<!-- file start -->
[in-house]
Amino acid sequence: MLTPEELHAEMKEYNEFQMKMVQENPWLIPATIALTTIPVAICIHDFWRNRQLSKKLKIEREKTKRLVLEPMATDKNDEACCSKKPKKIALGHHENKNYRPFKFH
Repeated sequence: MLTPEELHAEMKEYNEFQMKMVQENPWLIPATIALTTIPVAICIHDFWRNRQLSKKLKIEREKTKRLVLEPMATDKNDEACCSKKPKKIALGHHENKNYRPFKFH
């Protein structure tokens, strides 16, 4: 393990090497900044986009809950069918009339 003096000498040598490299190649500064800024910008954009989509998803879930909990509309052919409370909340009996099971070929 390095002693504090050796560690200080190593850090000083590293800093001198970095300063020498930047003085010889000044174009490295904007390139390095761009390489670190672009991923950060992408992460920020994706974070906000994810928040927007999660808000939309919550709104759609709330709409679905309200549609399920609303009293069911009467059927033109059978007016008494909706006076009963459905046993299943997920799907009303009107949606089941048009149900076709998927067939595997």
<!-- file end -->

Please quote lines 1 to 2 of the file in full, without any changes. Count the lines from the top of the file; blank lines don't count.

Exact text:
[in-house]
Amino acid sequence: MLTPEELHAEMKEYNEFQMKMVQENPWLIPATIALTTIPVAICIHDFWRNRQLSKKLKIEREKTKRLVLEPMATDKNDEACCSKKPKKIALGHHENKNYRPFKFH